Ahh, racing. Where horsepower is good and weight is evil. Or is it? When you think about it, it's the weight on the tires that gives us traction. In the simple analysis, the friction force (F) between the tires and track is proportional to the weight on the tires (W) and friction coefficient (u) from F= Wu. So weight is good.
However, when you try to accelerate your car, weight becomes a problem. According to Sir Newton, force equals mass x acceleration, F= ma. Written another way, acceleration is proportional to the force divided by the mass, a= F/m. Notice we don't show "weight" here, only "mass," so what's the difference?
Picture a flywheel, 10 inches in diameter and 1/2 inch thick. Also picture a shaft, 1 inch
Here are the aluminum drums next to the stock iron drums. The aluminum is used on the heat
Mass is, well, mass. It's a measure of the amount of "matter" you have (count up all the protons, neutrons, and electrons in your car next time you're bored). Weight (W) is a function of mass and the acceleration of gravity (g), so W= mg. Now as long as we race only on Earth, the gravity is fairly constant, so weight and mass are routinely used to describe the same thing. However, they're not.
If we decided to hold the "Solar System Nationals" on, say, Jupiter (ignore for the moment that Jupiter doesn't really have a "surface" per se), the gravity would be much greater. If you hadn't changed the car since the last time you ran it on Earth, the mass you have to accelerate on Jupiter would be the same, but due to the increased gravity on Jupiter, the car's weight would now be much greater on Jupiter. Therefore, traction would be greatly improved, compared to Earth. Assuming the same power levels on Jupiter (yeah, I know...maybe if you brought your own air)--since you still have the same mass to accelerate, but now with more traction from the increased weight--your car could run much quicker on Jupiter than on Earth. However, don't expect any actual drag testing on Jupiter as part of this article, since we don't have that kind of travel budget.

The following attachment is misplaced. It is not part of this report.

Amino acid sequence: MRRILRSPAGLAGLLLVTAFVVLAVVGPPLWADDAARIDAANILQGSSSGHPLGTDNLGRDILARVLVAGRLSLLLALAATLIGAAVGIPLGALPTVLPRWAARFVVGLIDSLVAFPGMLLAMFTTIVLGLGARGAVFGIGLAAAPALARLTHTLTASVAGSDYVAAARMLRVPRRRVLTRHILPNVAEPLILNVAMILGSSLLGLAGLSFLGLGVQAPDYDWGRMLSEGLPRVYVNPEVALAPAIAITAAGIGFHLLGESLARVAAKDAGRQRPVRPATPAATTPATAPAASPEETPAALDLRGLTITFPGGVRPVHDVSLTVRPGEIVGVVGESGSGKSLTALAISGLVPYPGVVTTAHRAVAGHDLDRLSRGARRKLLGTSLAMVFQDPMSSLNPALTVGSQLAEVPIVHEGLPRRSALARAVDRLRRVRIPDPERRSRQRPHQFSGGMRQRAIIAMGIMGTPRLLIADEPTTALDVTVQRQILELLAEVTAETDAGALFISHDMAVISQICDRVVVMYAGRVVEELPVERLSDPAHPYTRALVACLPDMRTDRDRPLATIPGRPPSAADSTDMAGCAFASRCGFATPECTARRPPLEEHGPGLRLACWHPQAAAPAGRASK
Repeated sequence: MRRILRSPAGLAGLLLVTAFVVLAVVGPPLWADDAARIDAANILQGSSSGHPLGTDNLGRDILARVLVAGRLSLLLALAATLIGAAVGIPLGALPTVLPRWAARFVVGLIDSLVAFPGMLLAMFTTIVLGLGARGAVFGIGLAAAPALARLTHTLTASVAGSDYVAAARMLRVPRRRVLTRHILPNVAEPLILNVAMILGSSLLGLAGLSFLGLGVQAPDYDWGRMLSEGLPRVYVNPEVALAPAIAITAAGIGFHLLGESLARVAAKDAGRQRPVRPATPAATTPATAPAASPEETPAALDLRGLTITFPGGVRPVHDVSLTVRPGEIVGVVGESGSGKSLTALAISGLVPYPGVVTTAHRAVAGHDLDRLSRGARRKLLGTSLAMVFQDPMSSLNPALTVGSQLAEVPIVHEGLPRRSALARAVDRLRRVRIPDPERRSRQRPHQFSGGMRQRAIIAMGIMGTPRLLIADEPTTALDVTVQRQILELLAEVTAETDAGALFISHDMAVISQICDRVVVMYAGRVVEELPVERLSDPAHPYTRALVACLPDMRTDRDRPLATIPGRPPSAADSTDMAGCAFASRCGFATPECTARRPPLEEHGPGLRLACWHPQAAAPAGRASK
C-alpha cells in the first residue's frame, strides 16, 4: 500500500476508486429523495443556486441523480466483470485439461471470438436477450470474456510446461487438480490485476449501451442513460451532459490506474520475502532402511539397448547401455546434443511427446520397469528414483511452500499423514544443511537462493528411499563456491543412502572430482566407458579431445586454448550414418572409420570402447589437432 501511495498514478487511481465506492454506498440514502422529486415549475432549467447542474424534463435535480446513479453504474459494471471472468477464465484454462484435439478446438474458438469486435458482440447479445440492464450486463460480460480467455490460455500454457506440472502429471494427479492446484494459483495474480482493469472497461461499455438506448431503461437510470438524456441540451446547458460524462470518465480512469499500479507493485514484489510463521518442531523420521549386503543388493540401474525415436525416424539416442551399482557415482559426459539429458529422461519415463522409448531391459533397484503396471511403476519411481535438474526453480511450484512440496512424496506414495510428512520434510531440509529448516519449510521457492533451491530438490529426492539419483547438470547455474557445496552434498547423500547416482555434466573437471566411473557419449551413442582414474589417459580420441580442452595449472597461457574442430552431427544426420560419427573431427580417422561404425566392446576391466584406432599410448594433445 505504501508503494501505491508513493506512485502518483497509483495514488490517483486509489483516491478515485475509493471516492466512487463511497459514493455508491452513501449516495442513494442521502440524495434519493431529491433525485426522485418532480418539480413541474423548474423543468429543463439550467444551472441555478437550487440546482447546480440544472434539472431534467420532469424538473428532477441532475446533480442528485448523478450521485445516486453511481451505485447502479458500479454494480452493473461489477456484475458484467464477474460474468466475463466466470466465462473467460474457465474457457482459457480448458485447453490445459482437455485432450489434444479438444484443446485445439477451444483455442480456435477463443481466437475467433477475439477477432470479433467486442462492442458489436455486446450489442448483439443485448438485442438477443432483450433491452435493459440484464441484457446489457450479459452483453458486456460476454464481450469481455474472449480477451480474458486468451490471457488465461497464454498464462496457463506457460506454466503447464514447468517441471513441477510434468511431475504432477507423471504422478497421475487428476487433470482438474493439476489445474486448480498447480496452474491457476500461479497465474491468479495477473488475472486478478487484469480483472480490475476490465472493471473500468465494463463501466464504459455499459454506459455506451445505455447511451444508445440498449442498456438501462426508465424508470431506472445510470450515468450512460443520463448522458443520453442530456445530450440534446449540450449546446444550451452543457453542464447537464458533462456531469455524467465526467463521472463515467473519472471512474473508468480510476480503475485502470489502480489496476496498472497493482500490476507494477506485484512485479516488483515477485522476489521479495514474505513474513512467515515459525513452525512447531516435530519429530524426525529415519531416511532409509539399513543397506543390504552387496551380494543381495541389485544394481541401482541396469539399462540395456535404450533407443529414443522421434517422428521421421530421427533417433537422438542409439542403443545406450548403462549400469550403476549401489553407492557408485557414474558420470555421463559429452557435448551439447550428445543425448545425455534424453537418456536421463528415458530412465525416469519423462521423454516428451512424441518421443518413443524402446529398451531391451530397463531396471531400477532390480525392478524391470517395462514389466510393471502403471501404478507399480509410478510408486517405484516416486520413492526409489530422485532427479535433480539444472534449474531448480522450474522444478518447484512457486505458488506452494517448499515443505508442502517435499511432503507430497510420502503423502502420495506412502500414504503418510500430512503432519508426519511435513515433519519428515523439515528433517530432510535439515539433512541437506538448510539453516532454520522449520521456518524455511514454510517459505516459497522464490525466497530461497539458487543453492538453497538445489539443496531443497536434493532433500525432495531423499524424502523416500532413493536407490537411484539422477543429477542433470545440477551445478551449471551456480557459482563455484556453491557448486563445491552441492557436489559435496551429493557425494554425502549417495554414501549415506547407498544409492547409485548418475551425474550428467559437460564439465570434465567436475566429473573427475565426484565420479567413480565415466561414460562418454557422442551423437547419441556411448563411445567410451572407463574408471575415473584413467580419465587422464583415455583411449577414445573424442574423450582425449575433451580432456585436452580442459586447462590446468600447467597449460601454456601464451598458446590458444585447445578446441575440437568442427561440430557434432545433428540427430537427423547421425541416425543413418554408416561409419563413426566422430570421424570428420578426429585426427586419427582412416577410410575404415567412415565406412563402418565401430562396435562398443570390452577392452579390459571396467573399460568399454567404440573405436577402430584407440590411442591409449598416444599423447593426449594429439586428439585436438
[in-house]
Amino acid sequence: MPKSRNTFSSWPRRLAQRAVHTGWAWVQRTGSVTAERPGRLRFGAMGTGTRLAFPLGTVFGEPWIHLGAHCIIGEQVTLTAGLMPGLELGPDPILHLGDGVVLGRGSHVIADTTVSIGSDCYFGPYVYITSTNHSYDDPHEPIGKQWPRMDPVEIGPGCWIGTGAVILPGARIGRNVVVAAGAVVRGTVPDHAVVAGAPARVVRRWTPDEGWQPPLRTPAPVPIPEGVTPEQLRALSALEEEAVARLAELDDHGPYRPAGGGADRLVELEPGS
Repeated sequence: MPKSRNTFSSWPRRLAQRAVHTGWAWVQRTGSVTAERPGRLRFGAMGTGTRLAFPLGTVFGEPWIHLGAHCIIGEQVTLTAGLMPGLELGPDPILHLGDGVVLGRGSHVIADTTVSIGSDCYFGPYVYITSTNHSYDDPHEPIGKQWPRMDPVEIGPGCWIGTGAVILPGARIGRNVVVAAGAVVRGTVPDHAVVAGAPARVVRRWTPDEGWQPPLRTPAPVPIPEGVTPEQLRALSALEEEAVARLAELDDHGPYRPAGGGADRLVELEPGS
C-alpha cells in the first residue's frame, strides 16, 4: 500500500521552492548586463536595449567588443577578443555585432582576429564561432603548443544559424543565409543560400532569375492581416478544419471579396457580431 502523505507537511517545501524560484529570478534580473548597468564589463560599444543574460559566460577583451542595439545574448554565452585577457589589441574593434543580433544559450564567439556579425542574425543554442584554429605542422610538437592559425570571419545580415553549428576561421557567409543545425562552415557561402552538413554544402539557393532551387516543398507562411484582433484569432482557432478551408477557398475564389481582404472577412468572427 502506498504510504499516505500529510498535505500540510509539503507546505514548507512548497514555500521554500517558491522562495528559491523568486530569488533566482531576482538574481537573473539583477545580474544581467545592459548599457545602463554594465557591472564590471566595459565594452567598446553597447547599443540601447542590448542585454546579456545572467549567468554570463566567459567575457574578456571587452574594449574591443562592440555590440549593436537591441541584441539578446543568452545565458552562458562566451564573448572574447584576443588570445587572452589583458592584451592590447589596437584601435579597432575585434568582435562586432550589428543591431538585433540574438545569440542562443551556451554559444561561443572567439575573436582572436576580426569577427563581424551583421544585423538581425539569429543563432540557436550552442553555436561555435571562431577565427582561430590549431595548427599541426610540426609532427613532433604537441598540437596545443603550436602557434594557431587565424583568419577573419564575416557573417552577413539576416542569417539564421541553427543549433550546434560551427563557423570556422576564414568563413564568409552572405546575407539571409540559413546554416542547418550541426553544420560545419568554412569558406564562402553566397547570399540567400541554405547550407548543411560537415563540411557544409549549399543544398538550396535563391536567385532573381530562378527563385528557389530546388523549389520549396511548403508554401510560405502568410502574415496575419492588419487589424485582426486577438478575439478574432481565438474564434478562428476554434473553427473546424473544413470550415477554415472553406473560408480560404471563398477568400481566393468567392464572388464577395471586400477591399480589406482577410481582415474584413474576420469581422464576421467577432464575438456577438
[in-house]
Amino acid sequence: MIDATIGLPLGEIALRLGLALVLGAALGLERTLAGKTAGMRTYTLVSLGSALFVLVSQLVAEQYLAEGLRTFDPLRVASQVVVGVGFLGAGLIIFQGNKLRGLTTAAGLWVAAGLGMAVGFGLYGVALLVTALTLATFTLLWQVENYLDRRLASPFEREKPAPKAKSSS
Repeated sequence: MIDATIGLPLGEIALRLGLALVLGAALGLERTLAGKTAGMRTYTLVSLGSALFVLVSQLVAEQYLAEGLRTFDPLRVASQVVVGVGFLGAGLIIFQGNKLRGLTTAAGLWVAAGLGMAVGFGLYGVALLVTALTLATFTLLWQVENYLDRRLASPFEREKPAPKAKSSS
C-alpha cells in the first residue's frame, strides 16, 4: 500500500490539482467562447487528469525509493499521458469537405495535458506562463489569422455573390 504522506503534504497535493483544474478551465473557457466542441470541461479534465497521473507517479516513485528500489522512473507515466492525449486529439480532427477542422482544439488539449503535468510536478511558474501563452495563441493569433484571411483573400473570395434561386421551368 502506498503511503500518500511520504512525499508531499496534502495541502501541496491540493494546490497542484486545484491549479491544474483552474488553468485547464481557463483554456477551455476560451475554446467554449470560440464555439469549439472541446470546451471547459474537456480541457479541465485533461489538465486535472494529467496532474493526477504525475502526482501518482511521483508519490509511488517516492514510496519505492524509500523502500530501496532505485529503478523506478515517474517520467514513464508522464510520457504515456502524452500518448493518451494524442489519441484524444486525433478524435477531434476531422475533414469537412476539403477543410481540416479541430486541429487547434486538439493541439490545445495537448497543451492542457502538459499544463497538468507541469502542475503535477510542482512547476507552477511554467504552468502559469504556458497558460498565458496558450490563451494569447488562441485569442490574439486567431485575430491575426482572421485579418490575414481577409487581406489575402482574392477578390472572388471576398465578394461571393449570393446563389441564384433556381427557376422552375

It's difficult to see now with the drums sandblasted (and painted), but checking out the i
Using our old fishing scale (yes, we had a life before GTO restorations consumed every min
...and in this corner, weighing in at a featherweight 8 pounds, is the Aluminum Contender.